Year of Award
Master of Business Administration (MBA)
College of Business & Professional Studies
Social Security, health, planning, investment
The number of workers retiring each year and the number of workers retiring before age sixty-five are both increasing dramatically. Early retirement windows were offered by 38 percent of the largest industrial companies in 1990 or 1991, according to a survey by The Wyatt Company in Washington, D.C. Most Fortune 50 industrial companies were included in the survey. In fact, only thirteen of the fifty largest United States companies have not offered an early retirement incentive at some time since 1981. The softening of the economy and the increase in foreign competition may lead more and more companies to embrace this method of streamlining. Currently, over 2.5 million people retire each year, and by the year 2000, the first wave of the World War II baby boomers will be reaching the age at which retirement is a realistic option. Only 54 percent of the men and 33 percent of the women age sixty to sixty-four hold regular full-time jobs today, a sharp decrease from even one generation ago.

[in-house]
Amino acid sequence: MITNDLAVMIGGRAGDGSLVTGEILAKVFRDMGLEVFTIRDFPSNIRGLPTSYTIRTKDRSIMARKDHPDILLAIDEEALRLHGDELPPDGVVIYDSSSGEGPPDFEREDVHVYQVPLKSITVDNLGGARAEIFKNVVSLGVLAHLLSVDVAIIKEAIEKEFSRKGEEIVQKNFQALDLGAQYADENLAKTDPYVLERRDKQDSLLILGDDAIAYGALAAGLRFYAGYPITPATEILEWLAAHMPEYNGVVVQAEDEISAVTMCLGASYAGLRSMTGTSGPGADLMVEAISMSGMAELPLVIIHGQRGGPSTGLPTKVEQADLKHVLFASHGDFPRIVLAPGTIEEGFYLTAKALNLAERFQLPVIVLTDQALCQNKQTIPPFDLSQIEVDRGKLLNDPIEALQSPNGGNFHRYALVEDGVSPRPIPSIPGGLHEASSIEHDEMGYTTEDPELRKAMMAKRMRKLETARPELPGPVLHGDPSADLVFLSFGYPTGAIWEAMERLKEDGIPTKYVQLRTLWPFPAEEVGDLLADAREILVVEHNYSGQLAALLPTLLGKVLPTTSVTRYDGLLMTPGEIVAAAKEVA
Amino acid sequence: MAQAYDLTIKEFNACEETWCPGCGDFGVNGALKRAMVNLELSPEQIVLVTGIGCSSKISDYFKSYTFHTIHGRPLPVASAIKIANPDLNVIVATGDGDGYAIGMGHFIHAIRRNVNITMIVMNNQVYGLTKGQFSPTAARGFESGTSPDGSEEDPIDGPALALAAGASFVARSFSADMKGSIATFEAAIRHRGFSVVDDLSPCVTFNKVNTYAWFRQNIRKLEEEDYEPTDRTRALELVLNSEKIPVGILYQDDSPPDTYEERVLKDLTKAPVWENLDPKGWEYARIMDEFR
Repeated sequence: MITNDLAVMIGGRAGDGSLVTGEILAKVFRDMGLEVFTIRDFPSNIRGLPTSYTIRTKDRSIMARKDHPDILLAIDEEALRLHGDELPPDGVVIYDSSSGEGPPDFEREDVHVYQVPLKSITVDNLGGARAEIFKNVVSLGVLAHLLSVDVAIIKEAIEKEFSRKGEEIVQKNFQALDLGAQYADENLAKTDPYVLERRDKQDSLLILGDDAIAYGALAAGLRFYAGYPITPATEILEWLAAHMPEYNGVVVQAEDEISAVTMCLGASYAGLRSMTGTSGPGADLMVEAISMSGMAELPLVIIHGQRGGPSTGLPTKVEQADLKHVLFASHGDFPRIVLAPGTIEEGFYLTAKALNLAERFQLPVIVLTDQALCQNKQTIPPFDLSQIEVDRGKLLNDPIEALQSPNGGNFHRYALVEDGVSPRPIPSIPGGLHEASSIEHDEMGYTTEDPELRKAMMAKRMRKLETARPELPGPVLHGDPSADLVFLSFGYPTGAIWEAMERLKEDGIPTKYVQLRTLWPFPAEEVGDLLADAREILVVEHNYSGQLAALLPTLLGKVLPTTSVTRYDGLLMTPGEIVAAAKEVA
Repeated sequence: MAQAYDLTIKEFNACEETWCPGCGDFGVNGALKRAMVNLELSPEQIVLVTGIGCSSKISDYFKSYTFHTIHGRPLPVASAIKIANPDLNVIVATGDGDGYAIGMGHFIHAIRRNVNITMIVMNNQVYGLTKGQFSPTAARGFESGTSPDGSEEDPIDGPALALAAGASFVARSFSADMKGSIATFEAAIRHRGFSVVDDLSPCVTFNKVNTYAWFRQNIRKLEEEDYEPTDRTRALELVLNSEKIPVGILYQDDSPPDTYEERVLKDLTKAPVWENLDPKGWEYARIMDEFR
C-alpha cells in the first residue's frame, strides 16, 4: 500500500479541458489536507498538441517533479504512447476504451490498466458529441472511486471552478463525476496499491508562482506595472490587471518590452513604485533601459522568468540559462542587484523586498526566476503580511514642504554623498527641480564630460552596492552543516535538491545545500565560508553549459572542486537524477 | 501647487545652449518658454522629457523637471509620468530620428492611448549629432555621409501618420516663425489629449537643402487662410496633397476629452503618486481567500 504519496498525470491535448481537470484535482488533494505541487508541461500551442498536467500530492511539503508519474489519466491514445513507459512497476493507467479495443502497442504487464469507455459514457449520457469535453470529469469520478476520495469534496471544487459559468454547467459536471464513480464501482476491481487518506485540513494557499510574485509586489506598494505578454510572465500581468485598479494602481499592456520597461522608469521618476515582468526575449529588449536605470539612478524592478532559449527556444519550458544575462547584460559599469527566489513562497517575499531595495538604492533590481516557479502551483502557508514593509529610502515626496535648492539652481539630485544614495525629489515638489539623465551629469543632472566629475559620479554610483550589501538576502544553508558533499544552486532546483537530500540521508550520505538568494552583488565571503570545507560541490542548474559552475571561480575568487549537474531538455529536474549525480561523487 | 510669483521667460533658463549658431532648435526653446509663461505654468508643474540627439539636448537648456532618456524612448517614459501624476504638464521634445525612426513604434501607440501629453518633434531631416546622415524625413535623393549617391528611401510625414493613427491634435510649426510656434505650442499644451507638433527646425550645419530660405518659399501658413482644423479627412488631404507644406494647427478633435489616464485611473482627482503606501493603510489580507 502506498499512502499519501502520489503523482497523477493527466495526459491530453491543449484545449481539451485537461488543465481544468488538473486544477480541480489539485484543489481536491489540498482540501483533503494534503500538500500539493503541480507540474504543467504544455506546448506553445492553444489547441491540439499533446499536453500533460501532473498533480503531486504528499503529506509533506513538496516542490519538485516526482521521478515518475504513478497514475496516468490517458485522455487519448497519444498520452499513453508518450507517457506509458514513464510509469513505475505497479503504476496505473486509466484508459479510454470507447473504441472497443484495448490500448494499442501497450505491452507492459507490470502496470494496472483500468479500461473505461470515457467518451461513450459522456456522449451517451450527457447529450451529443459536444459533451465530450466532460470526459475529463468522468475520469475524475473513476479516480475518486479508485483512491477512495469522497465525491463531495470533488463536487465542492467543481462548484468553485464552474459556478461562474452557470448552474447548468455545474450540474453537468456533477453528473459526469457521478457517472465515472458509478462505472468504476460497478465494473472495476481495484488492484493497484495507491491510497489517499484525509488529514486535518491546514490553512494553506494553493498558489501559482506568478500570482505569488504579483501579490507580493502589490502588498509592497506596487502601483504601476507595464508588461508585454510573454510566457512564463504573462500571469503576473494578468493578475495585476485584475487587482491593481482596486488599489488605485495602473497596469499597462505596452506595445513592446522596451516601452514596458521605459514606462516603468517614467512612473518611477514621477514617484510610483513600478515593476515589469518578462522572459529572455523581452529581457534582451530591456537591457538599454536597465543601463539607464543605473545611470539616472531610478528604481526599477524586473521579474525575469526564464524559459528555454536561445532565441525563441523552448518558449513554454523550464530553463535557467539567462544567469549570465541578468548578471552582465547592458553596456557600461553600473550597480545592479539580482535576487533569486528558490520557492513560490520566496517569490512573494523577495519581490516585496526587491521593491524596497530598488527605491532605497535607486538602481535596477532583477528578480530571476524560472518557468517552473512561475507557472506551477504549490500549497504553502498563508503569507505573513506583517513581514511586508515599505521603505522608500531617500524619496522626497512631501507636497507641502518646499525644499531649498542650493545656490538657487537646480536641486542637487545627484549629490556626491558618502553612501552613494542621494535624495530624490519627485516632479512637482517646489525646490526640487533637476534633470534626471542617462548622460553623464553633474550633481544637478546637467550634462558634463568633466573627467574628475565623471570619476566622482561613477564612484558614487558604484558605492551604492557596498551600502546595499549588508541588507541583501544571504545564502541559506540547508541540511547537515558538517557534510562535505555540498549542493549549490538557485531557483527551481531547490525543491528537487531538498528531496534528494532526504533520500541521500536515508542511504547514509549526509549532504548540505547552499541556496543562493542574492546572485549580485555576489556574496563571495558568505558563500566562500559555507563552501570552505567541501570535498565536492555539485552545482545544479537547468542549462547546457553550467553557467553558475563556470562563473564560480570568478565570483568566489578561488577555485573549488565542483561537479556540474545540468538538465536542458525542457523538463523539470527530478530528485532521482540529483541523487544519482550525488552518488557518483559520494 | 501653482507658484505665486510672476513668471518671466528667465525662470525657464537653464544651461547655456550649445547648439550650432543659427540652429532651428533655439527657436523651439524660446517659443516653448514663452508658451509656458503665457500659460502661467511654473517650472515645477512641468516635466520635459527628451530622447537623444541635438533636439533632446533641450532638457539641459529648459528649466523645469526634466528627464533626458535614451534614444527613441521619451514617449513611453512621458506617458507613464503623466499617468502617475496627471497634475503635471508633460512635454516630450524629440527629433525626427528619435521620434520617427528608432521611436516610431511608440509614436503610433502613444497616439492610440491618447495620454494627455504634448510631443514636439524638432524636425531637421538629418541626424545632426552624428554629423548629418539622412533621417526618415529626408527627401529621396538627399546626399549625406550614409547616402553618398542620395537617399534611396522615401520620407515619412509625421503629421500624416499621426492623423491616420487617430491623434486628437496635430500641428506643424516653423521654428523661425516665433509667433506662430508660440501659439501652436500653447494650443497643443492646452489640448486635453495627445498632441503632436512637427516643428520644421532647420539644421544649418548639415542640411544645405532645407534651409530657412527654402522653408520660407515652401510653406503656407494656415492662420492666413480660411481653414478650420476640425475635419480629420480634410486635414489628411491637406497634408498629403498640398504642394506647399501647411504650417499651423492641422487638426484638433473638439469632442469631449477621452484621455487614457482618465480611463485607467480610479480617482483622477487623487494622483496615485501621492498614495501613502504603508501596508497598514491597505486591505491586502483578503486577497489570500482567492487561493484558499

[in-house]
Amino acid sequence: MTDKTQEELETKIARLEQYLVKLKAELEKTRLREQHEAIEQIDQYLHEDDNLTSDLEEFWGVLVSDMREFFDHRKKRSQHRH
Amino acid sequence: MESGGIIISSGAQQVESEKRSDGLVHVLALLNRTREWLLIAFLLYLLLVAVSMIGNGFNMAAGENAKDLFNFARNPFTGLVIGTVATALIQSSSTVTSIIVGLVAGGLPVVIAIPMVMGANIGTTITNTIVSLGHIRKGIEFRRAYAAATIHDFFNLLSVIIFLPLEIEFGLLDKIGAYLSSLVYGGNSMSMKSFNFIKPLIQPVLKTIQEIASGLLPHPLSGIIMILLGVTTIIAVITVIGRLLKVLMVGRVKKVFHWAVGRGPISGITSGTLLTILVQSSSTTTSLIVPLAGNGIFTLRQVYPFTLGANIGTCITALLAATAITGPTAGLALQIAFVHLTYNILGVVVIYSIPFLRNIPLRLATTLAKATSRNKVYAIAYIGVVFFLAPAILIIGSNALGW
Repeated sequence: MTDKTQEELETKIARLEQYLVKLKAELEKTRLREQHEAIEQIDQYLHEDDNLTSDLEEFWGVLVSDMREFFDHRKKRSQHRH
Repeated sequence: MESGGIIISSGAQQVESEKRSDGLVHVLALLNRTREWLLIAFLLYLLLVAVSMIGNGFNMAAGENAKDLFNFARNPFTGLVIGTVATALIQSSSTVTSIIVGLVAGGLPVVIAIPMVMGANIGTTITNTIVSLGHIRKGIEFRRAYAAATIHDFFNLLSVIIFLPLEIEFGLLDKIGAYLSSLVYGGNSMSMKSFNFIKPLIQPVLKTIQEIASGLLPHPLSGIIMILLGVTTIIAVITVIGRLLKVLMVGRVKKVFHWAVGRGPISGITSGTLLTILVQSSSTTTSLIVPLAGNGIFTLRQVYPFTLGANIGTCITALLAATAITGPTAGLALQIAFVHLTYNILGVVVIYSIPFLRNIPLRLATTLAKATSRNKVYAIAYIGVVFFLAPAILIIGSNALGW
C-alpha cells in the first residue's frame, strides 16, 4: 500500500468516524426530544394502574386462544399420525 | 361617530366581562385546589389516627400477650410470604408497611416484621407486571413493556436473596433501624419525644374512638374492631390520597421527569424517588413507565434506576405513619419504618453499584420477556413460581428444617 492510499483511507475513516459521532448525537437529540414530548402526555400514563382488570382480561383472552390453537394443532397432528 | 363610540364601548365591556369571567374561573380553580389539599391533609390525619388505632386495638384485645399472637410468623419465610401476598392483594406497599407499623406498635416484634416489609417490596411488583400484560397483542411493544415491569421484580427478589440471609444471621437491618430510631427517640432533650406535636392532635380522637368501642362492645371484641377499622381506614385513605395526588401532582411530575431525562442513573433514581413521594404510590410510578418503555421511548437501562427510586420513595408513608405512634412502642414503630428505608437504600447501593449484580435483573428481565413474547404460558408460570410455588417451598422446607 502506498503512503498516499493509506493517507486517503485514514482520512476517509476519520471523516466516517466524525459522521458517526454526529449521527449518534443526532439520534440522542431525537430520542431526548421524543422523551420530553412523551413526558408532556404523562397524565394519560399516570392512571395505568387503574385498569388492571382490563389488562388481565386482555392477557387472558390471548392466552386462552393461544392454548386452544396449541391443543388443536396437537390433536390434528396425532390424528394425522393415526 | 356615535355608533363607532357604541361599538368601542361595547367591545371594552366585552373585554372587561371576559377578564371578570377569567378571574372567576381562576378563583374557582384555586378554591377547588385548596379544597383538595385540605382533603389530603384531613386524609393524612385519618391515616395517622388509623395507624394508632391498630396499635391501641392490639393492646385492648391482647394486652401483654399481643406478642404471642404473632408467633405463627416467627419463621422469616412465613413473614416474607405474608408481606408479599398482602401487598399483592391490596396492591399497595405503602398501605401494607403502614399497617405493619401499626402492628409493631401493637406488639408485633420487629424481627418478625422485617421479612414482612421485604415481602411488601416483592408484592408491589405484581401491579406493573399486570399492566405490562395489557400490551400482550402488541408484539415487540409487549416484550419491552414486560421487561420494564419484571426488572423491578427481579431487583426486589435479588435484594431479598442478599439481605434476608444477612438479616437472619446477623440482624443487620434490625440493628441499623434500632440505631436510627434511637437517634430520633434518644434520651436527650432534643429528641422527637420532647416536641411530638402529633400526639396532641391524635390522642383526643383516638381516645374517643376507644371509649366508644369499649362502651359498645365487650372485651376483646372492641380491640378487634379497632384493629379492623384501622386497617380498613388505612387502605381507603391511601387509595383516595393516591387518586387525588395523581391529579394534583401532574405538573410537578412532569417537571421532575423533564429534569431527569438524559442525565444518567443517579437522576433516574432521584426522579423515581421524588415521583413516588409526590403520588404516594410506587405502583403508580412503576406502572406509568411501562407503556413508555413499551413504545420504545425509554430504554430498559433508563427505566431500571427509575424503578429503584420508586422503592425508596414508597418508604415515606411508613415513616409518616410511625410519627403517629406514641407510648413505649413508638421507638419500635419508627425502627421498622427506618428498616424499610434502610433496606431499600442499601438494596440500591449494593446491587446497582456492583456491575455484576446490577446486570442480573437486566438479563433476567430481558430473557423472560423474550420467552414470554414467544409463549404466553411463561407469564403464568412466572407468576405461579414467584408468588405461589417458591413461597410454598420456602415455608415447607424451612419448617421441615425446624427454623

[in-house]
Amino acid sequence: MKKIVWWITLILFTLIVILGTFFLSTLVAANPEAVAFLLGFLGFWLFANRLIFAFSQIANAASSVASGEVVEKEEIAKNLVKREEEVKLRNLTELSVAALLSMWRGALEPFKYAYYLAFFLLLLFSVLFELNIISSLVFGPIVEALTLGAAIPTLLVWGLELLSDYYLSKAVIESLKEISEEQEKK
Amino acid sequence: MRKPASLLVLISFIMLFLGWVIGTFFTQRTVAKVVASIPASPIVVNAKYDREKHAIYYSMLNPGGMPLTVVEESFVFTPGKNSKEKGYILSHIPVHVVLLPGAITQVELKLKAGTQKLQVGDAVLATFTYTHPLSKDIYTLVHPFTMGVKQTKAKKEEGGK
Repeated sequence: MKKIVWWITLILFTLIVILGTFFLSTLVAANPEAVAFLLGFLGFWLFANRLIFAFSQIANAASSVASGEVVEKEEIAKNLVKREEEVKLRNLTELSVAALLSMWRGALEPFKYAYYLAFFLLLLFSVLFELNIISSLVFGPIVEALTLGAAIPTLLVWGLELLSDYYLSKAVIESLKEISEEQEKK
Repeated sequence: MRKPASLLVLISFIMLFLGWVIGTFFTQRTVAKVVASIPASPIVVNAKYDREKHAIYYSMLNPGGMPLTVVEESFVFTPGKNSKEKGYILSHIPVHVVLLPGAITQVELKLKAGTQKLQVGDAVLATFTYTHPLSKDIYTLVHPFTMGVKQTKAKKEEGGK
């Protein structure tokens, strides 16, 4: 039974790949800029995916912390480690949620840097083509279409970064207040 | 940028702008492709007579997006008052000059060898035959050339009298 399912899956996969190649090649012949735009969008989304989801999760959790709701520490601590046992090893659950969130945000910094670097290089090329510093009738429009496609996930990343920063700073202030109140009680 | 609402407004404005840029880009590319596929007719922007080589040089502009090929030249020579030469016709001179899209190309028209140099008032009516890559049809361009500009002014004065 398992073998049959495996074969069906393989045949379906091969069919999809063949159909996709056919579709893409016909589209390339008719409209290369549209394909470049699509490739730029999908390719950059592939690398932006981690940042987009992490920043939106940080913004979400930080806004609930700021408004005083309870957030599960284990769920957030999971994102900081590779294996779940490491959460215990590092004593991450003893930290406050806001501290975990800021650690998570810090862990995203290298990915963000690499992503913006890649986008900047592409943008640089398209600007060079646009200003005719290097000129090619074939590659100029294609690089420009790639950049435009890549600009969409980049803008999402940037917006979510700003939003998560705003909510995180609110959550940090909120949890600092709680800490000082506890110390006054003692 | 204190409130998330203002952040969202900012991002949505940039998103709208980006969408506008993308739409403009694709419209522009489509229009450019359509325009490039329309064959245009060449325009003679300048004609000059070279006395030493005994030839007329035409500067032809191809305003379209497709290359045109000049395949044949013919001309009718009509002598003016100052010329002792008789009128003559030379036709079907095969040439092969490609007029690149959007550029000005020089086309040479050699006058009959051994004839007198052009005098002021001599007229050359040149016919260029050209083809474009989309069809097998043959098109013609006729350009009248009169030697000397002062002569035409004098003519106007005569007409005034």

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Dennis, Elizabeth M., "Early Retirement Programs: An Employer and Employee Perspective" (1994). Theses, Dissertations, and Capstone Projects. 223.
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